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(Reference retrieved automatically from Web of Science through information on FAPESP grant and its corresponding number as mentioned in the publication by the authors.)

Monitoring green sea turtles in Brazilian feeding areas: relating body condition index to fibropapillomatosis prevalence

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Rossi, Silmara [1, 2] ; Sanchez-Sarmiento, Angelica Maria [3] ; dos Santos, Robson Guimaraes [4] ; Zamana, Roberta Ramblas [1, 3] ; Setim Prioste, Fabiola Eloisa [1, 5] ; Gattamorta, Marco Aurelio [1, 6] ; Cruz Ochoa, Pablo Felipe [7] ; Hildebrand Grisi-Filho, Jose Henrique [8] ; Matushima, Eliana Reiko [1, 3]
Total Authors: 9
[1] Univ Sao Paulo, Grp Pesquisa Fibropapilomatose Tartarugas Marinha, Av Prof Dr Orlando Marques de Paiva 87, BR-05508270 Sao Paulo, SP - Brazil
[2] Univ Fed Rio Grande do Norte UFRN, Ctr Biociencias, Dept Morfol, Lab Morfofisiol Comparada, Campus Univ UFRN, BR-59072970 Natal, RN - Brazil
[3] Univ Sao Paulo, Fac Med Vet & Zootecnia, Dept Patol, Lab Patol Comparada Animais Seivagens LAPCOM, Av Prof Dr Orlando Marques de Paiva 87, BR-05508270 Sao Paulo, SP - Brazil
[4] Univ Fed Alagoas, Inst Ciencias Biol & Saude, Lab Biol Marinha & Conservacao, Av Lourivai Melo Mota S-N, BR-57072970 Maceio, Alagoas - Brazil
[5] Univ Sao Judas, Rua Taquari 546, BR-03166000 Sao Paulo, SP - Brazil
[6] Escoia Engn & Arquitetura, FMU, Av Liberdade 899, BR-01503001 Sao Paulo, SP - Brazil
[7] Bioparque Los Ocarros, Km 3 Via Restrepo, Villavicencio Meta - Colombia
[8] Univ Sao Paulo, LEB, Fac Med Vet & Zootecnia, Dept Med Vet Prevent & Saude Anim, Av Prof Dr Orlando Marques de Paiva 87, BR-05508270 Sao Paulo, SP - Brazil
Total Affiliations: 8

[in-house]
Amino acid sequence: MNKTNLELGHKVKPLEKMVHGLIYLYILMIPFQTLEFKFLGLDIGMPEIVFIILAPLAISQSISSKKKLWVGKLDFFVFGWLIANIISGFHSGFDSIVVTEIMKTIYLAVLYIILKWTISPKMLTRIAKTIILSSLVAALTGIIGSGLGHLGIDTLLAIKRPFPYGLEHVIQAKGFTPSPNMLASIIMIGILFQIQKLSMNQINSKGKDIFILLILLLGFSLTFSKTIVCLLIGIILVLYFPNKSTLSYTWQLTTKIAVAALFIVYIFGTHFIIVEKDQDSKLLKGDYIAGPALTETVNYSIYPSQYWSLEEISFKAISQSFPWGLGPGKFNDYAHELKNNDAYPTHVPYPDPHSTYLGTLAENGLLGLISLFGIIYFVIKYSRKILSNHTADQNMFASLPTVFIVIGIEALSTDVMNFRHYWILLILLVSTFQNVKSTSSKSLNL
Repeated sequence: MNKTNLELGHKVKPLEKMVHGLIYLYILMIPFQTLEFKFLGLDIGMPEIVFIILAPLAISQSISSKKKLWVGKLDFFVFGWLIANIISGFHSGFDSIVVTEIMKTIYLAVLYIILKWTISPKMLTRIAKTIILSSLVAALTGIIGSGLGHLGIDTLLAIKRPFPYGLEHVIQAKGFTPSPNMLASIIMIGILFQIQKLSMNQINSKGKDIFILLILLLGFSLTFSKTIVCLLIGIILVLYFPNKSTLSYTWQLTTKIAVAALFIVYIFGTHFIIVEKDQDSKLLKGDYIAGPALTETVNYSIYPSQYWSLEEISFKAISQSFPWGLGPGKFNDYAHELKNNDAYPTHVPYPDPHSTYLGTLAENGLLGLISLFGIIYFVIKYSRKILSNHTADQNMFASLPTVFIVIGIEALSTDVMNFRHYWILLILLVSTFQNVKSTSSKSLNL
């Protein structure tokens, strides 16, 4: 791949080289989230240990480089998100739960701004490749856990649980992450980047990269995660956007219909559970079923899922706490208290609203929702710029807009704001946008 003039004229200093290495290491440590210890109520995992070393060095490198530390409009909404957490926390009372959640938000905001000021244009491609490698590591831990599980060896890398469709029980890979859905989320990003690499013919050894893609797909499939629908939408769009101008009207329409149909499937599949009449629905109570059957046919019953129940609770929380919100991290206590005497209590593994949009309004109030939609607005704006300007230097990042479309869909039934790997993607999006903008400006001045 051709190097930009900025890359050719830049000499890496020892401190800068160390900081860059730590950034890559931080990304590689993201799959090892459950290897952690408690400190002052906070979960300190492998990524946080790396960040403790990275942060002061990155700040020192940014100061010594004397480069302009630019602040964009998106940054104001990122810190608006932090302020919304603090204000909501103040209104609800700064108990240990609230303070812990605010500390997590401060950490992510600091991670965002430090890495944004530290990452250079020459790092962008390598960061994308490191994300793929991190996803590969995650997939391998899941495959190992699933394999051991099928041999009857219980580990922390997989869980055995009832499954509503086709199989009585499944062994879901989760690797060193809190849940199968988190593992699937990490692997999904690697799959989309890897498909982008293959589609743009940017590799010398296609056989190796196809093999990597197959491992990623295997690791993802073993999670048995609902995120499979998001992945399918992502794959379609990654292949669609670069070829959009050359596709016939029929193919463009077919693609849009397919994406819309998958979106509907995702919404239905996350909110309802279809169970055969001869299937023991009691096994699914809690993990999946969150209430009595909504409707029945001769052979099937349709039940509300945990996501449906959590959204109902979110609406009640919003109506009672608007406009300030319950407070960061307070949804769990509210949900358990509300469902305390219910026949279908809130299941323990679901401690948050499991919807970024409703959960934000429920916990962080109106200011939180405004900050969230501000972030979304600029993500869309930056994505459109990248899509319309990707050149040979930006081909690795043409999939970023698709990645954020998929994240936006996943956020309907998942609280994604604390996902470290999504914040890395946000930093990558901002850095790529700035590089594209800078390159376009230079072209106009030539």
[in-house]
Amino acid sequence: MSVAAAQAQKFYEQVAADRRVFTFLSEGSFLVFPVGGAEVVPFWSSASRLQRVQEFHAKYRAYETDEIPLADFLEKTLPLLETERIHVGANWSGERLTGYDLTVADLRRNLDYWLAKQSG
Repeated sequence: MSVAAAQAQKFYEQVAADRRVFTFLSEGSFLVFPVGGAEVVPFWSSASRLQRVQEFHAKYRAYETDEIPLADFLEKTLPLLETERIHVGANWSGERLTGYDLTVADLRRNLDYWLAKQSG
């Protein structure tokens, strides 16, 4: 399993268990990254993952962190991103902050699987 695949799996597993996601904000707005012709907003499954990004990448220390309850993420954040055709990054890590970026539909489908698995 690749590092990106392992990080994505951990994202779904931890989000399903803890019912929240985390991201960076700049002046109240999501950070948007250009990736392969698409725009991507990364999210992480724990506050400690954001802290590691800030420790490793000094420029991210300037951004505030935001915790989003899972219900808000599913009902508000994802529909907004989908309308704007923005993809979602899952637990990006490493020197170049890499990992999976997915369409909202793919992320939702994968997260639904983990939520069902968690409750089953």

Document type: Journal article
Source: Journal of the Marine Biological Association of the United Kingdom; v. 99, n. 8, p. 1879-1887, DEC 2019.
Web of Science Citations: 0

Fibropapillomatosis (FP) can be an important conservation threat to green sea turtles (Chelonia mydas) due to its widespread distribution and complex aetiology. Thus, understanding the impacts of FP in sea turtle populations is a research priority towards conservation efforts. The body condition index (BCI), based on straight carapace length (SCL) and body mass (BM), is an accurate indicator of body-nutritional condition that can be used in routine green turtle health evaluations. This study aimed to compare BCI in FP-free (N = 369) and FP-affected (N = 518) green turtles from Brazilian feeding areas. Body condition indices were evaluated in terms of the South-west Atlantic Fibropapillomatosis Score - FPSSWA (mild, moderate and severe), study sites (five Brazilian states), origin (intentional capture, fishery, stranding and afloat) and sex (when known). Curved and straight carapace lengths, and body mass were recorded in order to calculate BCI. Statistical analysis revealed significant differences in BCI among green turtles from different study areas (P = 0.02), and lower BCI values in FP-free than in FP-positive individuals (P < 0.0001). With regards to origin, the highest BCI was found in the intentional capture group (N = 245; 1.47 +/- 0.16), followed by fishery (N = 180; 1.46 +/- 0.20). Analysis according to sex revealed a higher mean BCI among females than males (P < 0.017). This study provides relevant data on the health and nutritional status of green turtles along the Brazilian coast, in important feeding areas for this species. (AU)

FAPESP's process: 11/04565-7 - Presence of environmental contaminants in tissues of green turtle (Chelonia mydas) from the brazilian coast: prevalence study in animals affected by fibropapilomatosis
Grantee:Angelica Maria Sanchez Sarmiento
Support type: Scholarships in Brazil - Master
FAPESP's process: 10/01781-8 - Assessment of cellular function of leukocytes by flow cytometry and the influence of polychlorinated biphenyls in the development of fibropapillomatosis in Chelonia mydas (Linnaeus, 1758) (Testudines, Cheloniidae).
Grantee:Silmara Rossi
Support type: Scholarships in Brazil - Doctorate
FAPESP's process: 12/14319-6 - Ecology and etiology of fibropapillomatosis in Chelonia mydas (Testudines, Cheloniidae) populations: structure of populations and the role of polychlorinated biphenyls and toxic potentially metals for the development of diseases
Grantee:Eliana Reiko Matushima
Support type: Regular Research Grants